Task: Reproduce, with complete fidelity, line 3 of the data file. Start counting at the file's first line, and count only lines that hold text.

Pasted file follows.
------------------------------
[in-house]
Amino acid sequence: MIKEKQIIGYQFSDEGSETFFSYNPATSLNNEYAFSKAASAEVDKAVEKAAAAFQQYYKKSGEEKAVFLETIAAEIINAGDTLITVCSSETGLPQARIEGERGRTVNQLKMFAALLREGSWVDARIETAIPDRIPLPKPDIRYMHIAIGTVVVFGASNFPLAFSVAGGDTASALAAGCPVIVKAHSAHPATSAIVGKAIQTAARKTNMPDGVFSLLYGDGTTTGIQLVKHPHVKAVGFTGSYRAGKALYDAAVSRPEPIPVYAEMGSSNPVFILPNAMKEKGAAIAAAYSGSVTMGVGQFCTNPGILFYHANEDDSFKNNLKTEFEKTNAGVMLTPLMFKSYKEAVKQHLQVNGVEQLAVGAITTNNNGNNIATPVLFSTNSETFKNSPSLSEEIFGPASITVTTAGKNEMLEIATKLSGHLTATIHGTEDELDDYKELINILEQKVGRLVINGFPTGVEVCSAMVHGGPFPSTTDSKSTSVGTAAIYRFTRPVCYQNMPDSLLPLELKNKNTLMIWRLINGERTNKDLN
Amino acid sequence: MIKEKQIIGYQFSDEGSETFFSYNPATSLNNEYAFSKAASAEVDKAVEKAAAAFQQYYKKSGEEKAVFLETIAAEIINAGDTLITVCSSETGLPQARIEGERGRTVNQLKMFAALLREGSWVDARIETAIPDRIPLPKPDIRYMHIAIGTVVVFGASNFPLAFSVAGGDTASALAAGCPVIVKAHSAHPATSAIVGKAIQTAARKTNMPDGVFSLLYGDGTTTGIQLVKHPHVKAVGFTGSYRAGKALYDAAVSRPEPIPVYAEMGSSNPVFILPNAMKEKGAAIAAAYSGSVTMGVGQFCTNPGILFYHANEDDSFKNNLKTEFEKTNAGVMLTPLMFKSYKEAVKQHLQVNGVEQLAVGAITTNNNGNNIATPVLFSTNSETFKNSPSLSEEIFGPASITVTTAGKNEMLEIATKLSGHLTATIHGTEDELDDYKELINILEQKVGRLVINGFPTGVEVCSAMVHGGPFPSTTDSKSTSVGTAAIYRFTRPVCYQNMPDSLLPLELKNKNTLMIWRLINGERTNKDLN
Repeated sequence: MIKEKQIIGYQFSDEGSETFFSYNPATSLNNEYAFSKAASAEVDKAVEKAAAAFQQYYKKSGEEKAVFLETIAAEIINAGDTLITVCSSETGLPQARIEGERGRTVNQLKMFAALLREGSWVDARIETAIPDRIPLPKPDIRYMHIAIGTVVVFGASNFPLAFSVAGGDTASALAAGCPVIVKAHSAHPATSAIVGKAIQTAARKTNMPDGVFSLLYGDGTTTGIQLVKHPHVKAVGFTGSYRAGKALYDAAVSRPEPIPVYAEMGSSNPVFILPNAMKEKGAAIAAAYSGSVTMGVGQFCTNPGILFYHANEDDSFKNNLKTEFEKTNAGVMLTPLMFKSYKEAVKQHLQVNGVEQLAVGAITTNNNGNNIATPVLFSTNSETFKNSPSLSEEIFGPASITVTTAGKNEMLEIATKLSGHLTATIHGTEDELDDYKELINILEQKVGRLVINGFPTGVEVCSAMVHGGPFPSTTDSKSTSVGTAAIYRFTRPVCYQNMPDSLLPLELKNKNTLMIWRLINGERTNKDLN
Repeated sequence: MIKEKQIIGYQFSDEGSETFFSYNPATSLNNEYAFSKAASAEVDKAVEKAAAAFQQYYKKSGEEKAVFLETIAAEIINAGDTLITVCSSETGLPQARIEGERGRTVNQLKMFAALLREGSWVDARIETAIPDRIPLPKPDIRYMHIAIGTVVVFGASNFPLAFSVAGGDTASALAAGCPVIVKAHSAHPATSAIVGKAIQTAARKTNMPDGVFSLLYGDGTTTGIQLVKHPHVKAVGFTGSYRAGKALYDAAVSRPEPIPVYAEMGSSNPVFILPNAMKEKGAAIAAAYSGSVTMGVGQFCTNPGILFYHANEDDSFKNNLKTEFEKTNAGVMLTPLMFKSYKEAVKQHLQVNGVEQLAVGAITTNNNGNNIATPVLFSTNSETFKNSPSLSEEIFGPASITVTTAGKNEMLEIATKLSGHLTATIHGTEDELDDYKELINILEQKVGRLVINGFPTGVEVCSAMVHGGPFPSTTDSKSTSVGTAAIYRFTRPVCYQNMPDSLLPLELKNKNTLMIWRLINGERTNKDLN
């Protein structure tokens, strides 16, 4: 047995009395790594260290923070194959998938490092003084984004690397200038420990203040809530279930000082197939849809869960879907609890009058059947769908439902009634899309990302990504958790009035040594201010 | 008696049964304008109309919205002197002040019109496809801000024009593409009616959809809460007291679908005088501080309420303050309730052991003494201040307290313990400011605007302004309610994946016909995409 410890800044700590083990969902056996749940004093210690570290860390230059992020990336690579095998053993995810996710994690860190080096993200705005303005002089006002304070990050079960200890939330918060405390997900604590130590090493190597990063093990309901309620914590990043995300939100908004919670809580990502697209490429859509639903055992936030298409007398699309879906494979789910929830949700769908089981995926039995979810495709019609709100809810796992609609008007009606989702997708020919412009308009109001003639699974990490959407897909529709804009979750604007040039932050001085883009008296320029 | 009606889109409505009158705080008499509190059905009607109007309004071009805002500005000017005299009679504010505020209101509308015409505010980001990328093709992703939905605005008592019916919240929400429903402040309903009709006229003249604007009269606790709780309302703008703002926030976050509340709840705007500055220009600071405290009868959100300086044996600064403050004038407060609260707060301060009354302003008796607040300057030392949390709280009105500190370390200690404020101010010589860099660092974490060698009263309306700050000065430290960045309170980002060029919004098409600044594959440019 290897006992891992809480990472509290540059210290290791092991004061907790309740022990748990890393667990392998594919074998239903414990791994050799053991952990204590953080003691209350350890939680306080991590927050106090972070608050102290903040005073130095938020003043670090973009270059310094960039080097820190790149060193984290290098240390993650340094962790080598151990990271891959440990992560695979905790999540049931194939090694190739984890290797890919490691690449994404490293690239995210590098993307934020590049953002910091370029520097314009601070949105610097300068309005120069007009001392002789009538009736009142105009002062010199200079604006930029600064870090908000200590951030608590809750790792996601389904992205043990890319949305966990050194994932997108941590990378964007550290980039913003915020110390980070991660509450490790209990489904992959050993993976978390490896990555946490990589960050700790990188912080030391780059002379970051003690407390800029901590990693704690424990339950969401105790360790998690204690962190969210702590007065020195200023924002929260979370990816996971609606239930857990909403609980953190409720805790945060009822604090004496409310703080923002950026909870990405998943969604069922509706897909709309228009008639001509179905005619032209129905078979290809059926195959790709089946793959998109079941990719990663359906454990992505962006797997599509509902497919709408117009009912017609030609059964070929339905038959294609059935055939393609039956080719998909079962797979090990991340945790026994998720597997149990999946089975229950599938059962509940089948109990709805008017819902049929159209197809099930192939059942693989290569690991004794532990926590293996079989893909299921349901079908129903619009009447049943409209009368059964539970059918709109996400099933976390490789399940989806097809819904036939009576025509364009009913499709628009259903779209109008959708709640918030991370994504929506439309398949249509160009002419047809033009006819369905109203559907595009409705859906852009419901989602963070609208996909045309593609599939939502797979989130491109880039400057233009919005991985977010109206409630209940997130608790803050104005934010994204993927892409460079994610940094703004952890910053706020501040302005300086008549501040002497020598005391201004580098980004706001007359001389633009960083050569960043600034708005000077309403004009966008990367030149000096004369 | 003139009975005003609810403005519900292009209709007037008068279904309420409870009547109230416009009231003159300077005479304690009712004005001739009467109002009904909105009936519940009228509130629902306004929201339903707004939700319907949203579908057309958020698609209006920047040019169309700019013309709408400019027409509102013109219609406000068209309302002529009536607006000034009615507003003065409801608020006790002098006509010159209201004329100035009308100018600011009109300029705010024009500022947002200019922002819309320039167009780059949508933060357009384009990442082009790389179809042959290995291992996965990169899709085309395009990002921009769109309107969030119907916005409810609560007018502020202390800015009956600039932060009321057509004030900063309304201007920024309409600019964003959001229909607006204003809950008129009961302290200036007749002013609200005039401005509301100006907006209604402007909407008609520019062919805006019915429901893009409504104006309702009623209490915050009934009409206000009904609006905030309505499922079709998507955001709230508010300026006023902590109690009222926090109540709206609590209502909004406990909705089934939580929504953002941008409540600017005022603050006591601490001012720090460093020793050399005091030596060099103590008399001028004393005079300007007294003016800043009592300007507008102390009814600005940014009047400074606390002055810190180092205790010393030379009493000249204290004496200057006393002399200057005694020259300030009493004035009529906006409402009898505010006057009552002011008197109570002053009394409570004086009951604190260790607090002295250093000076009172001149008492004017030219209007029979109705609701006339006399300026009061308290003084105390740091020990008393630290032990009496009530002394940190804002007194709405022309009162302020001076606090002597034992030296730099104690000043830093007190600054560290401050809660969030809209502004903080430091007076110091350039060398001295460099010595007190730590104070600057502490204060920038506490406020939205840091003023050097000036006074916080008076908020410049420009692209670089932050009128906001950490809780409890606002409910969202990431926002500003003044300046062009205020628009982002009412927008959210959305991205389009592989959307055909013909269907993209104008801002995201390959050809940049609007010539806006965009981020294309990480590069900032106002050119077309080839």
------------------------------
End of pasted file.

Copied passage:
Amino acid sequence: MIKEKQIIGYQFSDEGSETFFSYNPATSLNNEYAFSKAASAEVDKAVEKAAAAFQQYYKKSGEEKAVFLETIAAEIINAGDTLITVCSSETGLPQARIEGERGRTVNQLKMFAALLREGSWVDARIETAIPDRIPLPKPDIRYMHIAIGTVVVFGASNFPLAFSVAGGDTASALAAGCPVIVKAHSAHPATSAIVGKAIQTAARKTNMPDGVFSLLYGDGTTTGIQLVKHPHVKAVGFTGSYRAGKALYDAAVSRPEPIPVYAEMGSSNPVFILPNAMKEKGAAIAAAYSGSVTMGVGQFCTNPGILFYHANEDDSFKNNLKTEFEKTNAGVMLTPLMFKSYKEAVKQHLQVNGVEQLAVGAITTNNNGNNIATPVLFSTNSETFKNSPSLSEEIFGPASITVTTAGKNEMLEIATKLSGHLTATIHGTEDELDDYKELINILEQKVGRLVINGFPTGVEVCSAMVHGGPFPSTTDSKSTSVGTAAIYRFTRPVCYQNMPDSLLPLELKNKNTLMIWRLINGERTNKDLN